Competitions like the World Championship Tennis Finals, U.S. Pro Indoor, European Community Championship in Antwerp, Kremlin Cup and Zagreb Indoors in Croatia have all been played on carpet as well on the men’s circuit.

On the women’s tour, Quebec City has hosted WTA tournaments more recently, which is the only city to have used that surface in over a decade. In 2009, a Fed Cup tie was also held on carpet in Czech Republic.

Why is Tennis No Longer Played on Carpet?

There are multiple reasons why carpet is no longer used as a surface at the highest level. We have already spoken about one in brief above but we dig deeper in the sections to follow.

Here goes.

Injuries were Attributed to Carpet Courts

As spoken earlier, there had been complaints of injuries and fitness woes associated with carpet courts.

ATP and WTA organizers reckoned the artificial turf led to friction with the players’ skin and that in turn led to burns and abrasions for those competing in those tournaments.

There were other fitness issues too. According to an article on the Washington Post, there were health hazards associated with the recycled chemicals which had been used to prepare the synthetic grass blades for such courts.

Unlike a surface like clay, players weren’t able to slide on carpet and that made it that much difficult for them.

Other injuries, like knee issues or ACL-related problems had a higher chance of happening on carpet courts than any other tennis courts.

All of this led to the ATP and WTA taking a call to ban carpet courts from being used at the highest level.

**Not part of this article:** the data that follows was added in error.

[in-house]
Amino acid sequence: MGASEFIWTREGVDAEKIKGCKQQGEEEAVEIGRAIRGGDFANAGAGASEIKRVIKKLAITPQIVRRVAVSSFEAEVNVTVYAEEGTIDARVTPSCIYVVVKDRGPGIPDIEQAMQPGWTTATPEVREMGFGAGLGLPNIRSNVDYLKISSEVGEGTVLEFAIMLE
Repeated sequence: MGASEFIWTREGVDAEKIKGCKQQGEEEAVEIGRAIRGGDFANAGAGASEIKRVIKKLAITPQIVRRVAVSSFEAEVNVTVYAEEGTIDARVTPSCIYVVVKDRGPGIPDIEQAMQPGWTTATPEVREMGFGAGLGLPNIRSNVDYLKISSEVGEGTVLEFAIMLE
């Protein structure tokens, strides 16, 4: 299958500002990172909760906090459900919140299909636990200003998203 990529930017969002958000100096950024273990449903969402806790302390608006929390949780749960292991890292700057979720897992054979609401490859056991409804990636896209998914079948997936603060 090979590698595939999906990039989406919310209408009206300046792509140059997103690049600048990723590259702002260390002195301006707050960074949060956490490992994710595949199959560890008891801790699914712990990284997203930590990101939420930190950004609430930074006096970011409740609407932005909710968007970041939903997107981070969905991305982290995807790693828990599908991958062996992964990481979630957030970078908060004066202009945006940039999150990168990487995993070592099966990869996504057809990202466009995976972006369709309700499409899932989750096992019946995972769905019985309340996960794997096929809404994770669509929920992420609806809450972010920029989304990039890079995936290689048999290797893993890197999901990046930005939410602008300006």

Organizer Unhappiness over Speed

One salient characteristic about carpet courts is the speed associated with the rallies; it is comparable with grass.

The difficulties in maintaining grass has implied there aren’t a lot of grass court competitions in the world but that issue was taken care of on carpet, which is easy to maintain and can be plugged and played on whenever needed.

What that meant was there were quite a few tournaments played on carpet and at most of them, matches would end up getting over quickly.

That scared organizers as it meant huge servers had a distinct advantage, the general game-play was heavily biased towards such players and shorter rallies became a norm. This wasn’t something audiences enjoyed too much as strategy went out of the window.

Better Rackets Made Life More Difficult

During early days of carpet court usage, rackets weren’t as technologically advanced as they are right now and there were still longer rallies as a result.

With that advancement taking place, it became more and more difficult for the receivers of serve. As a result, rallies started getting shorter thanks to the quick courts and unreliable and low bounce.